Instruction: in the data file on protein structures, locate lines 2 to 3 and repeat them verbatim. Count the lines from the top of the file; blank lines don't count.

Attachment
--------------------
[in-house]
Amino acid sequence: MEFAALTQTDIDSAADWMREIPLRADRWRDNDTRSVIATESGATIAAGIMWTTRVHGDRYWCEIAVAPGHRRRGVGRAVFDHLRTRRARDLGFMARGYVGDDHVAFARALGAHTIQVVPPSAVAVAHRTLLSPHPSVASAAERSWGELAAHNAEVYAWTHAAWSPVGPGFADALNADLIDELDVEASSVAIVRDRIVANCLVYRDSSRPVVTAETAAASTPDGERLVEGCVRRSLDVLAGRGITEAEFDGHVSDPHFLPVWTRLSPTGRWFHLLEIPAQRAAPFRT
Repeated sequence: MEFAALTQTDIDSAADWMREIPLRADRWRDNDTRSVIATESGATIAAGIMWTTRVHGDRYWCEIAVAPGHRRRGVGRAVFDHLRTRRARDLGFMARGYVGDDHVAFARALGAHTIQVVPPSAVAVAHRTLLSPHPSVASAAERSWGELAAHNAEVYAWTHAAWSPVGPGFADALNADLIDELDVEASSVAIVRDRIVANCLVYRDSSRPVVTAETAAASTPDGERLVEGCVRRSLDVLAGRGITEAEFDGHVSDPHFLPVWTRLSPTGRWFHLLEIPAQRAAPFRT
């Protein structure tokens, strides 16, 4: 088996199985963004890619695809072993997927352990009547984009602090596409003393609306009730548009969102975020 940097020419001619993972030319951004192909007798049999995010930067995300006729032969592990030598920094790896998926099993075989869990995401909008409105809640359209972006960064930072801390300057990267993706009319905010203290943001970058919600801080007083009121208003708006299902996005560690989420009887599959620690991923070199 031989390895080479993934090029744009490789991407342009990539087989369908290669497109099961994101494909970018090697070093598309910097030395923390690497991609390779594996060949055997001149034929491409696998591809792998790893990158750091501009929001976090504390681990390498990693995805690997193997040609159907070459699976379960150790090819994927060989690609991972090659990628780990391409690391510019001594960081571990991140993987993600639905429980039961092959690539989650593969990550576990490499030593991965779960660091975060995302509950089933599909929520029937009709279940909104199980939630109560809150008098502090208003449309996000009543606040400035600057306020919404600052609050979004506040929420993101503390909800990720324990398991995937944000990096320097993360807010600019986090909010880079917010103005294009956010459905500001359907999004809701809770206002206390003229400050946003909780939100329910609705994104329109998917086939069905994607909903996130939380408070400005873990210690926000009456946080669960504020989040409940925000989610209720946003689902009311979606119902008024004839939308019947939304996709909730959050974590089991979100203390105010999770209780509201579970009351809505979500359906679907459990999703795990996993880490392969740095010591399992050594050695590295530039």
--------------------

Amino acid sequence: MEFAALTQTDIDSAADWMREIPLRADRWRDNDTRSVIATESGATIAAGIMWTTRVHGDRYWCEIAVAPGHRRRGVGRAVFDHLRTRRARDLGFMARGYVGDDHVAFARALGAHTIQVVPPSAVAVAHRTLLSPHPSVASAAERSWGELAAHNAEVYAWTHAAWSPVGPGFADALNADLIDELDVEASSVAIVRDRIVANCLVYRDSSRPVVTAETAAASTPDGERLVEGCVRRSLDVLAGRGITEAEFDGHVSDPHFLPVWTRLSPTGRWFHLLEIPAQRAAPFRT
Repeated sequence: MEFAALTQTDIDSAADWMREIPLRADRWRDNDTRSVIATESGATIAAGIMWTTRVHGDRYWCEIAVAPGHRRRGVGRAVFDHLRTRRARDLGFMARGYVGDDHVAFARALGAHTIQVVPPSAVAVAHRTLLSPHPSVASAAERSWGELAAHNAEVYAWTHAAWSPVGPGFADALNADLIDELDVEASSVAIVRDRIVANCLVYRDSSRPVVTAETAAASTPDGERLVEGCVRRSLDVLAGRGITEAEFDGHVSDPHFLPVWTRLSPTGRWFHLLEIPAQRAAPFRT